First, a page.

Recently, I reread Jack London’s “The Call of the Wild”, which I first read at about 12 years old, and this week I reread “White Fang”, which I first read at about the same age. They are more or less companion pieces. In the introduction to the copy of the combined books I got from the library, Abraham Rothberg says that White Fang could be called “The Call of the Tame”. The first book is about a dog named Buck, who is stolen from his comfortable home in California and sent to the Yukon, where, after a series of unfortunate experiences, he reverts to the wild and runs with a wolf pack.
In White Fang, Fang is a wolf/dog mix…3/4 wolf and 1/4 dog, who is born in the wild. After a series of…you guessed it…unfortunate experiences, he settles down with the man who rescued him on a big spread…in California. Fang has a lot to learn there, such as Don’t Eat The Chickens. Who knew that was wrong?
As interesting as the books are, Jack London himself is quite a story. He was born in 1876 and died in 1916 at the age of 40, possibly by suicide but that is in great dispute now. Among other things, he was, as the Eagles’ song says, brutally handsome. In his day, he was considered a great adventurer and a great adventure writer. I wonder what he would think about the fact that in the library, you can only find his books in the “Youth” section, not in “Adult Fiction”.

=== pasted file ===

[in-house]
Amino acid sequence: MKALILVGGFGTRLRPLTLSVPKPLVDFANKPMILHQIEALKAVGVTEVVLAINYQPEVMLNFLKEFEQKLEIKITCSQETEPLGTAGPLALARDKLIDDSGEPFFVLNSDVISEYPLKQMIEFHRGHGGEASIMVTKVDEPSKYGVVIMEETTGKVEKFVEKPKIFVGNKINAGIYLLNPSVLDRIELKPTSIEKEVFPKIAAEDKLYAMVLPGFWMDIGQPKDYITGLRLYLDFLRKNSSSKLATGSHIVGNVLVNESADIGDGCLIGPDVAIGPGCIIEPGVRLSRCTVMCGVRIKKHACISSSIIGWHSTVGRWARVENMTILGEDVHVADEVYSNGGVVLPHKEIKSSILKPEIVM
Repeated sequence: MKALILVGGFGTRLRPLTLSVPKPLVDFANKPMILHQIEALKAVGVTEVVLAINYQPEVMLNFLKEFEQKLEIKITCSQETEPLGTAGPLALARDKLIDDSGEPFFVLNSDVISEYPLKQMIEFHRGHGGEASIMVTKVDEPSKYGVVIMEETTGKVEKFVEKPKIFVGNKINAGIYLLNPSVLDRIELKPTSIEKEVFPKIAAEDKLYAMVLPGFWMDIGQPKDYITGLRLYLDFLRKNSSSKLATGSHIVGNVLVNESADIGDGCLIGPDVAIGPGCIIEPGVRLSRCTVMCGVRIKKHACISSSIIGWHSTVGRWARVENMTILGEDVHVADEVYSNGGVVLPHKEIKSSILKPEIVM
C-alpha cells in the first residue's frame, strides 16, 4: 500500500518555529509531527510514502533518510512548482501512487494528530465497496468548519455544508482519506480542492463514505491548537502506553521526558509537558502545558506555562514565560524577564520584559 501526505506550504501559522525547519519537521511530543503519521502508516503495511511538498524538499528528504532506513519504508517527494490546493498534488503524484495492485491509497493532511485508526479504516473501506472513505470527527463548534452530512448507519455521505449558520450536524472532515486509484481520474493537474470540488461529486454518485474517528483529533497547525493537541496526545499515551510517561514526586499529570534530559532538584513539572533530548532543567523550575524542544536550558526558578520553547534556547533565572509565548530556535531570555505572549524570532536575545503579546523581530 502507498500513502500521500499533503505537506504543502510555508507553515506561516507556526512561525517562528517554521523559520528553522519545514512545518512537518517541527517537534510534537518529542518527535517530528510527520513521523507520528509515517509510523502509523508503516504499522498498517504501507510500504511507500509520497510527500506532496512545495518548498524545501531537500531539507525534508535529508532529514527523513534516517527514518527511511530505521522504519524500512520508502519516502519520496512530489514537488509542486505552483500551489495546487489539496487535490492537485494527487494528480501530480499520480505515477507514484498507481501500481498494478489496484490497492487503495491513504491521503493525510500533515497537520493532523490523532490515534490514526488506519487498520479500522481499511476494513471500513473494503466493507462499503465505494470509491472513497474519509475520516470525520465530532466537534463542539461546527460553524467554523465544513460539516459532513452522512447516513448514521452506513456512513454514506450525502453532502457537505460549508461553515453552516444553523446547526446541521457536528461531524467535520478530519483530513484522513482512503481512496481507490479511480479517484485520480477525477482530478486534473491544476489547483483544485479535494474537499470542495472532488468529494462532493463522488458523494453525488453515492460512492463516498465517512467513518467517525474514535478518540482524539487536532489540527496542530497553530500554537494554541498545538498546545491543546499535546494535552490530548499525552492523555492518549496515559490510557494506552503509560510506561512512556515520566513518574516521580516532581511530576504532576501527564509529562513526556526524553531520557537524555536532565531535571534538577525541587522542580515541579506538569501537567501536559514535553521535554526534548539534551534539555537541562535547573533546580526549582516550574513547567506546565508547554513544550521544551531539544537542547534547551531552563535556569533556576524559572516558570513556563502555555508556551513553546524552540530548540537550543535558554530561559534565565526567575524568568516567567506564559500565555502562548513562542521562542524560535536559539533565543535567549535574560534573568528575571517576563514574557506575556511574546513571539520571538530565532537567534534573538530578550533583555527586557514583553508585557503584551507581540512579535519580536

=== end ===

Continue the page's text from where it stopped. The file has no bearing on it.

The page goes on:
“Call” was first published in 1903, and “Fang” in 1906. They are both very depressing and full of savagery and misunderstandings. I am amused by the fact, however, that they are considered “suitable” for young readers. White Fang is beaten half to death, and must fight every minute to survive. But. At the end, White Fang is installed in California where a female sheepdog named Collie, already a resident, is his chief torturer. Only one day, Collie suddenly becomes friendly and draws him into the woods, where they frolic as friends. Miraculously, Collie ends up with puppies. (Note to Self: Spend more time in the woods.)
Where are we going wrong in terms of what we let children read?
It’s astonishing to realize that “Call” was published 107 years ago, and “Fang” 103 years ago. And yet those books are still mesmerizing and don’t seem outdated at all. Maybe only to some extent in how more of us treat dogs. But conditions in that part of the world are much the same, and the lives of men and dogs are still primitive. All you have to do to recognize that is watch an episode of Ice Road Truckers.
In White Fang, London does an amazing job of speculating what is going on in White Fang’s head as he learns first to protect himself, then to protect his “master”, as well as himself. He learns that you Do Not Eat The Chickens, which he initially takes as Don’t Eat Things That Are Alive. Then he learns that jackrabbits don’t count, so he adjusts. He learns to make subtle distinctions.
Here is a biography of Jack London on Wiki. I sort of wish I had known him, then again, I am sort of glad I didn’t. But I for sure would have liked to know the imaginary White Fang. I leave you with the brutally handsome and doomed Jack London: